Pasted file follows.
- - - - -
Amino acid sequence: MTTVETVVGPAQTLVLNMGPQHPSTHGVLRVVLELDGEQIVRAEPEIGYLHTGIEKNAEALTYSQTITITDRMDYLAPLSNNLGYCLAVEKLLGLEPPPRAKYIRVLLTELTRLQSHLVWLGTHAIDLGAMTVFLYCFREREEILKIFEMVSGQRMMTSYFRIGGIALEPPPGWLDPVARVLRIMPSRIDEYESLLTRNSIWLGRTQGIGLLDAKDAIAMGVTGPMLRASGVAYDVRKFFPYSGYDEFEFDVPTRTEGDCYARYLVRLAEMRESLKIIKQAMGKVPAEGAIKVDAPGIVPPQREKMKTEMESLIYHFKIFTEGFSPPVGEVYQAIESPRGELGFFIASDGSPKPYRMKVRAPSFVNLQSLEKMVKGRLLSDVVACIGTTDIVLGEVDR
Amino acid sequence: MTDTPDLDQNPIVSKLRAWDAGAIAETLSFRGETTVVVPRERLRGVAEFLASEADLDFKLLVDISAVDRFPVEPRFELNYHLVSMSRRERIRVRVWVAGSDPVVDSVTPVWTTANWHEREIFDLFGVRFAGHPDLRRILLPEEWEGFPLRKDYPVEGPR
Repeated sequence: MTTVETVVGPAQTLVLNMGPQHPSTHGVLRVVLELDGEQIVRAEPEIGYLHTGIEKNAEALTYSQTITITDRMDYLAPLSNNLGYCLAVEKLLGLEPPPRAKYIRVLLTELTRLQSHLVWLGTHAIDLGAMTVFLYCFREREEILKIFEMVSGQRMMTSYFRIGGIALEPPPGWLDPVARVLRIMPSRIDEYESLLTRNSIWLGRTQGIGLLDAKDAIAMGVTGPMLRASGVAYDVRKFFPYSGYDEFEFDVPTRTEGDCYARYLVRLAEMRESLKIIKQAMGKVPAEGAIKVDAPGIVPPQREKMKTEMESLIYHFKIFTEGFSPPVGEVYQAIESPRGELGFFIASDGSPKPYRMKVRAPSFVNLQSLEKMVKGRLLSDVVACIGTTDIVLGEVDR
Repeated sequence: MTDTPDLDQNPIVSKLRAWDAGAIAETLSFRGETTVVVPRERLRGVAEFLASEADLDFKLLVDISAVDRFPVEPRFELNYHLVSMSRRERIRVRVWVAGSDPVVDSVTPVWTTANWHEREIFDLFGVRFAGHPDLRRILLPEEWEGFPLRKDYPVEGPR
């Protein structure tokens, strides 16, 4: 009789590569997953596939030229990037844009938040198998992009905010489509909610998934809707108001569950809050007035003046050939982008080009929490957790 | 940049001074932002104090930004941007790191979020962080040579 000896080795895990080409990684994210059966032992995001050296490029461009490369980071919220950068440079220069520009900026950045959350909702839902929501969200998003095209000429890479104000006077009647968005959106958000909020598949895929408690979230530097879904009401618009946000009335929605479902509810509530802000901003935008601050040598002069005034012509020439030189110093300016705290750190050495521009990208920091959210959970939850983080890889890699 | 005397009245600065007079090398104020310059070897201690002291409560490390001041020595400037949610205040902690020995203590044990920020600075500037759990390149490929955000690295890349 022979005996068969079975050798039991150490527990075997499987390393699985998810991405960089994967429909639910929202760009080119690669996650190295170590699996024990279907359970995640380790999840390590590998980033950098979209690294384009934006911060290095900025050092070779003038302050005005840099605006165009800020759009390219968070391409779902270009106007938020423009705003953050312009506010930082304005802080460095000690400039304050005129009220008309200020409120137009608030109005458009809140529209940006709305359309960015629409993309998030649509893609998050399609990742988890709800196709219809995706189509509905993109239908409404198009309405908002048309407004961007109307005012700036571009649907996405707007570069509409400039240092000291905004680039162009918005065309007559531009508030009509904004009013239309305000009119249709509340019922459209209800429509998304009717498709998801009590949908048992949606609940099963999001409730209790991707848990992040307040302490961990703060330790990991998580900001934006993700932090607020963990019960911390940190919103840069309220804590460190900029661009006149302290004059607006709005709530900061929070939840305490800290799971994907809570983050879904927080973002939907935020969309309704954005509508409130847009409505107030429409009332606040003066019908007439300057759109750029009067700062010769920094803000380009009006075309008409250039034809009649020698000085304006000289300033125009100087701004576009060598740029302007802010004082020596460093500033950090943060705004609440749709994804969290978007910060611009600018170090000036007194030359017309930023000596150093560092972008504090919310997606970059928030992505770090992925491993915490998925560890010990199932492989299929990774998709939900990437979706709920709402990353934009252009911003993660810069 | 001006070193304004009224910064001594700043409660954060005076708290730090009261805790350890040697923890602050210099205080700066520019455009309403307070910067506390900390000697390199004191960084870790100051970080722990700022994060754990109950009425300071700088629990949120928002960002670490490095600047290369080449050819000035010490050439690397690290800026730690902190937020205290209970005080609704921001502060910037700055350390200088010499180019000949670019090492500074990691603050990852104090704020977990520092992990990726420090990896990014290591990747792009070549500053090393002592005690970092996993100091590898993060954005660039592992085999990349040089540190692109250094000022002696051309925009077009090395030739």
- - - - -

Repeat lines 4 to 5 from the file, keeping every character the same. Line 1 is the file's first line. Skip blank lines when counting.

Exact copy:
Repeated sequence: MTDTPDLDQNPIVSKLRAWDAGAIAETLSFRGETTVVVPRERLRGVAEFLASEADLDFKLLVDISAVDRFPVEPRFELNYHLVSMSRRERIRVRVWVAGSDPVVDSVTPVWTTANWHEREIFDLFGVRFAGHPDLRRILLPEEWEGFPLRKDYPVEGPR
């Protein structure tokens, strides 16, 4: 009789590569997953596939030229990037844009938040198998992009905010489509909610998934809707108001569950809050007035003046050939982008080009929490957790 | 940049001074932002104090930004941007790191979020962080040579 000896080795895990080409990684994210059966032992995001050296490029461009490369980071919220950068440079220069520009900026950045959350909702839902929501969200998003095209000429890479104000006077009647968005959106958000909020598949895929408690979230530097879904009401618009946000009335929605479902509810509530802000901003935008601050040598002069005034012509020439030189110093300016705290750190050495521009990208920091959210959970939850983080890889890699 | 005397009245600065007079090398104020310059070897201690002291409560490390001041020595400037949610205040902690020995203590044990920020600075500037759990390149490929955000690295890349 022979005996068969079975050798039991150490527990075997499987390393699985998810991405960089994967429909639910929202760009080119690669996650190295170590699996024990279907359970995640380790999840390590590998980033950098979209690294384009934006911060290095900025050092070779003038302050005005840099605006165009800020759009390219968070391409779902270009106007938020423009705003953050312009506010930082304005802080460095000690400039304050005129009220008309200020409120137009608030109005458009809140529209940006709305359309960015629409993309998030649509893609998050399609990742988890709800196709219809995706189509509905993109239908409404198009309405908002048309407004961007109307005012700036571009649907996405707007570069509409400039240092000291905004680039162009918005065309007559531009508030009509904004009013239309305000009119249709509340019922459209209800429509998304009717498709998801009590949908048992949606609940099963999001409730209790991707848990992040307040302490961990703060330790990991998580900001934006993700932090607020963990019960911390940190919103840069309220804590460190900029661009006149302290004059607006709005709530900061929070939840305490800290799971994907809570983050879904927080973002939907935020969309309704954005509508409130847009409505107030429409009332606040003066019908007439300057759109750029009067700062010769920094803000380009009006075309008409250039034809009649020698000085304006000289300033125009100087701004576009060598740029302007802010004082020596460093500033950090943060705004609440749709994804969290978007910060611009600018170090000036007194030359017309930023000596150093560092972008504090919310997606970059928030992505770090992925491993915490998925560890010990199932492989299929990774998709939900990437979706709920709402990353934009252009911003993660810069 | 001006070193304004009224910064001594700043409660954060005076708290730090009261805790350890040697923890602050210099205080700066520019455009309403307070910067506390900390000697390199004191960084870790100051970080722990700022994060754990109950009425300071700088629990949120928002960002670490490095600047290369080449050819000035010490050439690397690290800026730690902190937020205290209970005080609704921001502060910037700055350390200088010499180019000949670019090492500074990691603050990852104090704020977990520092992990990726420090990896990014290591990747792009070549500053090393002592005690970092996993100091590898993060954005660039592992085999990349040089540190692109250094000022002696051309925009077009090395030739």